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Running Away With the Circus (I)

Gary Cee
"I answered an ad [in the New York Times] to be a 'Guy Friday' at a rock magazine. I wasn't sure what a Guy Friday was. I thought I would just come in on Friday. Turns out it was the receptionist position at Circus magazine."

By Steven Ward

Today, Gary Cee is the program director at the Poughkeepsie, NY, rock station, WPDH. But there was a time when Cee worked for Circus, starting as a receptionist and eventually moving up to become the rock mag's Managing Editor. Below, Cee answers some questions about his time at Circus and the mark that experience left on him.

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Steven:    You became Managing Editor of Circus in 1990. How did you get the job, what did it entail on a day-to-day basis, and how many full time staffers did you have at the time?

Gary:   I got my job through the New York Times, believe it or not. In 1983, I answered an ad to be a "Guy Friday" at a rock magazine. I wasn't sure what a Guy Friday was. I thought I would just come in on Friday. Turns out it was the receptionist position at Circus magazine, which I took. Within two years I was an Associate Editor. I did a music video column. Then I started writing stories. At the end of 1989, managing editor Ben Liemer left the building. I marched into (Circus Publisher and Editor-in-Chief) Gerry Rothberg's office and announced that I wanted the job. The next day he offered it to me and I accepted.

Gerry was the Editor-in-Chief, I was Managing Editor, Corey Levitan was Senior Editor, and Mordechai Kleidermacher was the Associate Editor. We'd have a monthly editorial meeting and discuss what we were going to cover for the month. I'd do a story, Corey and Mordy would do one or two each, and the rest I would farm out to my stable of freelancers. Corey was a real outstanding writer. He still is. But he wouldn't wear shoes in the office, just socks, and that pissed everybody off. Mordy knew everything about classic rock and heavy metal, I mean everything. I wrote a book that was published in 1995, Classic Rock, and Mordy helped me out so much during the writing that he was the first guy I thanked on my acknowledgement page. Lou O'Neill Jr. was a quite a character. For years he did the "Back Pages" column. This guy lived and breathed rock and roll.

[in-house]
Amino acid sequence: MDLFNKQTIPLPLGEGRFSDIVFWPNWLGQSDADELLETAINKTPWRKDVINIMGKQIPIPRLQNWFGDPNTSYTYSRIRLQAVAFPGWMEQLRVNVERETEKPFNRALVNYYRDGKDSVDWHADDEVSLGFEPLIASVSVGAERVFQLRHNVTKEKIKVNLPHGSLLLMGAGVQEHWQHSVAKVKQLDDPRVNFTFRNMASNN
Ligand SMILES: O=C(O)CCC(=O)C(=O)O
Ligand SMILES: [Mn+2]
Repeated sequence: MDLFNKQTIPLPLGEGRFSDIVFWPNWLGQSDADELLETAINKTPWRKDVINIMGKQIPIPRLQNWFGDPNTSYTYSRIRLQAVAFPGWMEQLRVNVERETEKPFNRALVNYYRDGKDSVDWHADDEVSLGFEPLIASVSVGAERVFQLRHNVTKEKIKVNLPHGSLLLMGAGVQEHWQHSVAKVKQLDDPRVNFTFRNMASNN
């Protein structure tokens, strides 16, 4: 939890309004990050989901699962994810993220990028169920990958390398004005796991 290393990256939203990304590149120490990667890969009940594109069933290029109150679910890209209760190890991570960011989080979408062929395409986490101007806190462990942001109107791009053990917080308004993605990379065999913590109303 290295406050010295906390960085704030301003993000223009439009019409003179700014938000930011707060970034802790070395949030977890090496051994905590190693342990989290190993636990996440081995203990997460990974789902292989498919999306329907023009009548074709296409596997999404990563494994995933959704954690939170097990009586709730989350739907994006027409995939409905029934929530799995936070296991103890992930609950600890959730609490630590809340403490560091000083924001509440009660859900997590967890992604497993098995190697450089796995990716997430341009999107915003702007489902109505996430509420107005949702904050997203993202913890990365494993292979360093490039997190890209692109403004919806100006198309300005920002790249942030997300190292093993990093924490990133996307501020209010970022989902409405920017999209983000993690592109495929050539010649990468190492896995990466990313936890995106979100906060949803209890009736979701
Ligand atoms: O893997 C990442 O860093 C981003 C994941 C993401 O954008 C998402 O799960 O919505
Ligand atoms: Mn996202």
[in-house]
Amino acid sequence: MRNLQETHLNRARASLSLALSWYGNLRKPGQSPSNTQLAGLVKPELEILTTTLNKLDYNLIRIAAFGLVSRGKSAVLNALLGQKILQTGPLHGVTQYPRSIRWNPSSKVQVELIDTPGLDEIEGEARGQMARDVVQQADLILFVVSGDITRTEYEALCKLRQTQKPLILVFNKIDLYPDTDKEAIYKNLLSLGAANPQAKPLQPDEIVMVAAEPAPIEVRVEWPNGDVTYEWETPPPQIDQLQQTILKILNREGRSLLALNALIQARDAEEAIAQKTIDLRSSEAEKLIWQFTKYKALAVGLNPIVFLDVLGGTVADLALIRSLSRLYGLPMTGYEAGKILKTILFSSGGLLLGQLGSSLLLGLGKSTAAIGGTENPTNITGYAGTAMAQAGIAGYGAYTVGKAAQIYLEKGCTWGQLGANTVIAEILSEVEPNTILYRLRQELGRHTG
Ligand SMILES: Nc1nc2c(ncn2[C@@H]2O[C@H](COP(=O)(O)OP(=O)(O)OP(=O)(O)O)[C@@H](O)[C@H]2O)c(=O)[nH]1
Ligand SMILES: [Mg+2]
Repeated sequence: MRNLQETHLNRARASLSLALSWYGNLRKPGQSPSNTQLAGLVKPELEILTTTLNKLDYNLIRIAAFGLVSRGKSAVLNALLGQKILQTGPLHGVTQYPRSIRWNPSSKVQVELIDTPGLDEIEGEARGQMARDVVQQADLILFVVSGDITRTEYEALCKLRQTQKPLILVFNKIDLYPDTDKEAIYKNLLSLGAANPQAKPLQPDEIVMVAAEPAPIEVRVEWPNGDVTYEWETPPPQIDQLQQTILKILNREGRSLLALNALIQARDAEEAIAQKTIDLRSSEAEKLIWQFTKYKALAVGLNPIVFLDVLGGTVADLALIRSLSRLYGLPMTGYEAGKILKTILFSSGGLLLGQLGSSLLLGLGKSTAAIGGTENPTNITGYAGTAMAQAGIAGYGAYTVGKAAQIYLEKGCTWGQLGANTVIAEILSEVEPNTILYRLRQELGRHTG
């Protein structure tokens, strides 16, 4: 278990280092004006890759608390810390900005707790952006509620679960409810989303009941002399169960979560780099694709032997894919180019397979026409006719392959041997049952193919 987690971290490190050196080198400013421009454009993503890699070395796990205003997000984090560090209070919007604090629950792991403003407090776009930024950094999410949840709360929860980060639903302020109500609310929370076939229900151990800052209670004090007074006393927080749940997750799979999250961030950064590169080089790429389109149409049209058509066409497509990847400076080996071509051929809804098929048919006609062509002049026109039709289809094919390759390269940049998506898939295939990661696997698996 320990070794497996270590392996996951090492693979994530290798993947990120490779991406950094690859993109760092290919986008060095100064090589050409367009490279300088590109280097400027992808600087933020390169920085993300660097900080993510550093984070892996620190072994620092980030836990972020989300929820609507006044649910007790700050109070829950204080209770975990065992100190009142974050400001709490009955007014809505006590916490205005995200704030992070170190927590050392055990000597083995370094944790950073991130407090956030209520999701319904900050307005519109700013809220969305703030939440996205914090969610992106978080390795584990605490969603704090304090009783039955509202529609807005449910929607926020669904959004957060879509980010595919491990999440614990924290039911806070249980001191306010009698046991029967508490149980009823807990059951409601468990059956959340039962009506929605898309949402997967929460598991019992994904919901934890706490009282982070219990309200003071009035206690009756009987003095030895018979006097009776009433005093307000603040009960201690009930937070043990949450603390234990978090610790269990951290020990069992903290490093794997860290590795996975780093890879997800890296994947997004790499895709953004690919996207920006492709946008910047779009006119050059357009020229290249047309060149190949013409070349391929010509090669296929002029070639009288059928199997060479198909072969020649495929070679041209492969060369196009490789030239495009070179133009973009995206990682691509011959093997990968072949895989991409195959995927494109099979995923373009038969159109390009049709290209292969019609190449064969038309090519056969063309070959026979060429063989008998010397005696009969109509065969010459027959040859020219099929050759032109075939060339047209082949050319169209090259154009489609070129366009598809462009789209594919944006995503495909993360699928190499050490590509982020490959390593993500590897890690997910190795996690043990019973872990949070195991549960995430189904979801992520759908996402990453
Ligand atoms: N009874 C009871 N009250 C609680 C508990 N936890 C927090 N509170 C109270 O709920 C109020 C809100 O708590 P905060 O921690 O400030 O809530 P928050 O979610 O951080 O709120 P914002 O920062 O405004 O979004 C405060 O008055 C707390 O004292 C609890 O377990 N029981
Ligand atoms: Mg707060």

Steven:   What was it like to work for Gerry Rothberg?

Gary:   I enjoyed it. I learned a lot from Gerry. He had a policy that he would not accept advertising for liquor and fireworks, Circus being a teen magazine, and I admired him for that. He made us rewrite a lot of stuff, and that was smart of him as well. Remember, Gerry would put Joe Elliot of Def Leppard on the cover when Rolling Stone, Musician, and the legitimate music magazines were not about to cover hair metal. In the early '80s, Gerry found his niche and it really worked for him for a while there. In 1987, when Guns 'N Roses broke, the magazine's circulation surged once again. The New Kids on the Block era caused problems, though. We lost focus as a metal magazine, and the book suffered because of it.

Steven:   You were at Circus during the metal years and the grunge years. Did you like those directions or did you wish at that time the mag was more hard rock/pop like it was in the '70s?

Gary:   Every band has a story, and our job was to cover it. It really didn't matter to me if I was writing about Warrant or Van Halen or Bon Jovi. I stomached most of the music, but would go home and listen to Elvis Costello and Bruce Springsteen records. We had to cover the metal stuff, and then the grunge. That's what the audience demanded and we gave it to them.

Steven:   What mags did you see as the competition for Circus in those days?

Gary:   Hit Parader, Metal Edge, and toward the end, Rip. They were a west coast-based Larry Flynt publication and they had better access to Guns 'N Roses and the Sunset Strip acts.

Steven:   Why did you leave Circus in 1994, and did the major redesign of the magazine and its logo have anything to do with it?

Gary:   At the end of 1994, hard times had befallen the magazine and I sensed the good times were coming to an end and hair metal had finally seen its day. We had put Arrested Development on the cover, Jimi Hendrix another month, and the focus was lost. I jumped ship at the end of 1994 after I got the book deal.

Steven:   What was your favorite part of working at Circus?

Gary:   The best part of the job was farming stories out to freelancers and turning on readers to new music. The free records didn't hurt, and the trip I took to Sheffield, England, to cover Def Leppard on the opening night of one of their tours was a vacation I will never forget.


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